Student loans affect you – whether you have them or not. Approximately 40 million Americans have student loans, which accounts for $1.2 trillion in outstanding debt. That’s more than the total amount of credit card debt in this country. Quick back of the envelope calculations tell me that this is an issue that directly affects around 13 percent of Americans. The Pew Research Center, in an only slightly more official estimation, says nearly 1 in 5 American households are affected.
The effects of student loan debt, however, aren’t just limited to direct effects. Indeed, the indirect effects at play are just as important because student loan debt impacts the entire American economy. According to a recent report from the Consumer Financial Protection Bureau (CFPB), student loan obligations inhibit the possibility of home ownership, the likelihood of starting up small businesses and contributions to retirement savings. In short, student loan debt drags down the American economy.
So why has student loan debt become such an issue as of late? That probably has something to do with the fact that more and more people are borrowing more and more money to finance their education. Which, in turn, is most likely related to the fact that the average price of a college education has increased 1120 percent in the last 30 years. That increase beats the pace of inflation by… a lot. Senator Tammy Baldwin (D-WI), at a recent event on student loans, said that student loan debt has tripled over the past decade. Simply put, student debt is increasing at a rapid pace.
The fact that student interest rates are ridiculously high (six, 10 and even 14 percent rates aren’t uncommon) only compounds the problem – continuously, you could say. When interest rates are at historic lows for mortgages, car loans and the like, why have student loans become the exception? Why is the reward for investing in your education higher interest rates and fewer protections than most other kinds of loans allow?
Amidst all the bad news surrounding student debt, there is some good news: Senator Elizabeth Warren (D-MA) introduced the Bank on Students Emergency Loan Refinancing Act recently, which would allow students to refinance their student loans to much lower interest rates. The bill was shot down among almost purely partisan lines, as it seems almost all bills these days are. But President Obama announced that he supports the measure, and there’s still hope it will get implemented in the near future.
Refinancing loans is an option many people have wisely used for their home mortgages, car loans and the like. It allows you to take advantage of the current low interest rates to basically re-negotiate the terms of your loan for a lower interest rate. But, for some reason, current law prohibits the refinancing of student loans. Warren’s bill fixes that in addition to allowing student loans to be refinanced down to 3.86 percent.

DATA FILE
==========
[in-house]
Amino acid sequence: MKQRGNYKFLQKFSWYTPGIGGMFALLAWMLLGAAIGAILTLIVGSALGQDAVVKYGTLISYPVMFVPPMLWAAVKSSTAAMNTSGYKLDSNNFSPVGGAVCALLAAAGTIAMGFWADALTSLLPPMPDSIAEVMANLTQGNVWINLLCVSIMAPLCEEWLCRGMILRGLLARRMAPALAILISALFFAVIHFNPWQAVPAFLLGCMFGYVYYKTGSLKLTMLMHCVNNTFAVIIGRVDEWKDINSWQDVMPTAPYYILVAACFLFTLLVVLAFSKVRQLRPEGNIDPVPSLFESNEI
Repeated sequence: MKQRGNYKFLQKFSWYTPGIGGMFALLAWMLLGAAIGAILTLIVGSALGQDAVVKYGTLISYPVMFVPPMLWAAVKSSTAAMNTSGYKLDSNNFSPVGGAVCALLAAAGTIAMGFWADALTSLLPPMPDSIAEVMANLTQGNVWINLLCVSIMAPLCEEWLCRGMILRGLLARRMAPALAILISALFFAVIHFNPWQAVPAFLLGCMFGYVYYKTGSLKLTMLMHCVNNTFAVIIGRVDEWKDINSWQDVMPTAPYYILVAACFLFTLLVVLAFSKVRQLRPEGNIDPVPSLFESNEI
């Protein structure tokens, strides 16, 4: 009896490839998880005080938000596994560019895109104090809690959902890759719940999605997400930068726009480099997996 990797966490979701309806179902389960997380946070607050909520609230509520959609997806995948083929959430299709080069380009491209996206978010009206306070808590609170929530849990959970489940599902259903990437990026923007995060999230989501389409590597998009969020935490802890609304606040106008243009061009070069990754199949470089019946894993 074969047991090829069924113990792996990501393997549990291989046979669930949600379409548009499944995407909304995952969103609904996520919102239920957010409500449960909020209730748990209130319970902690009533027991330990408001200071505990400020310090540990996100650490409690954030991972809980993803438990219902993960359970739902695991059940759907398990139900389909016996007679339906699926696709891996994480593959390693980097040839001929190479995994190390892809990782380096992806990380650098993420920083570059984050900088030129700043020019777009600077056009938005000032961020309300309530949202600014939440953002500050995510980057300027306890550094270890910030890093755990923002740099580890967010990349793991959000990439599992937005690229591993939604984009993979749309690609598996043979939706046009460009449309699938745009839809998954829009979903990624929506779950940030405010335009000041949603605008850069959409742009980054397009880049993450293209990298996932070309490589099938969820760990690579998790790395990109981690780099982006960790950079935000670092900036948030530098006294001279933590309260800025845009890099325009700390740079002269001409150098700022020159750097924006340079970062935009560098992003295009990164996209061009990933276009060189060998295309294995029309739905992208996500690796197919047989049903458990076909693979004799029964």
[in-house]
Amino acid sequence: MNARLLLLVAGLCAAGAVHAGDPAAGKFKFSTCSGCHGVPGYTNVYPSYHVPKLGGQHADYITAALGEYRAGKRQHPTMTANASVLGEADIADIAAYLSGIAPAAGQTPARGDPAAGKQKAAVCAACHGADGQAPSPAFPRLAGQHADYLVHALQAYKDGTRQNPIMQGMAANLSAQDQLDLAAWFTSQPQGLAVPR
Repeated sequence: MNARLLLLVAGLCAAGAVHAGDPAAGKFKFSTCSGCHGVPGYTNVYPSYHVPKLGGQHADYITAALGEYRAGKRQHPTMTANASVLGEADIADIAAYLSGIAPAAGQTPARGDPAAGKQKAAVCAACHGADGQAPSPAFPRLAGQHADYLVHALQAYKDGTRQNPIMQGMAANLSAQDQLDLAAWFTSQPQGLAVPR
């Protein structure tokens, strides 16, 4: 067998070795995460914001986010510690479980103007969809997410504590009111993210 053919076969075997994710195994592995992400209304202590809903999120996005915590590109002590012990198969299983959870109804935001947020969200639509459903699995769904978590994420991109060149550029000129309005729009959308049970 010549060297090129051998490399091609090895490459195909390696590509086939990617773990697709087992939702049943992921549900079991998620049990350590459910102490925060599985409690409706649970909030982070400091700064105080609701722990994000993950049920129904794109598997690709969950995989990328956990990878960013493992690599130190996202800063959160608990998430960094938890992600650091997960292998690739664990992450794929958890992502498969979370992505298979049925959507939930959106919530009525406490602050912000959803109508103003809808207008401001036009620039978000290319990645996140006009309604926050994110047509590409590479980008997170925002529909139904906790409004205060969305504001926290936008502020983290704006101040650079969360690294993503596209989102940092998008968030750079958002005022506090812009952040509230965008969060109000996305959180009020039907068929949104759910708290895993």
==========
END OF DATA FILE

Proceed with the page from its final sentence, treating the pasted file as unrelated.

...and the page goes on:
If you’re wondering why such an arbitrary number was picked, there’s a reason. 3.86 percent is the rate that Congress said last year new student loans should be set at under the Bipartisan Student Loan Certainty Act. New student loans have a 3.86 percent interest rate, and Warren’s bill would simply allow people with older student loans to be able to have the same rate. It makes the system a whole lot more fair. As for concerns about effects on the ever-increasing federal deficit, the Center for American Progress estimates that a reduction to a five percent interest rate would add $21 billion to the economy in the first year alone.
Whether you’re a fresh college graduate with loans or are responsible for a fraction of the half of the total student loan debt that’s owed by people over 30, this issue matters. Even if you don’t have student loan debt, your financial security is still dependent on the American economy, which is adversely affected by staggeringly high levels of student debt.
Student loan refinancing may sound lofty and unimportant, but it’s an issue grounded in the lives of millions of Americans who can’t afford to buy a house or are forced to put their marriage plans on hold because they decided to invest in their education. We, as a society, shouldn’t be punishing students for choosing to further their education.
– By Hannah Finnie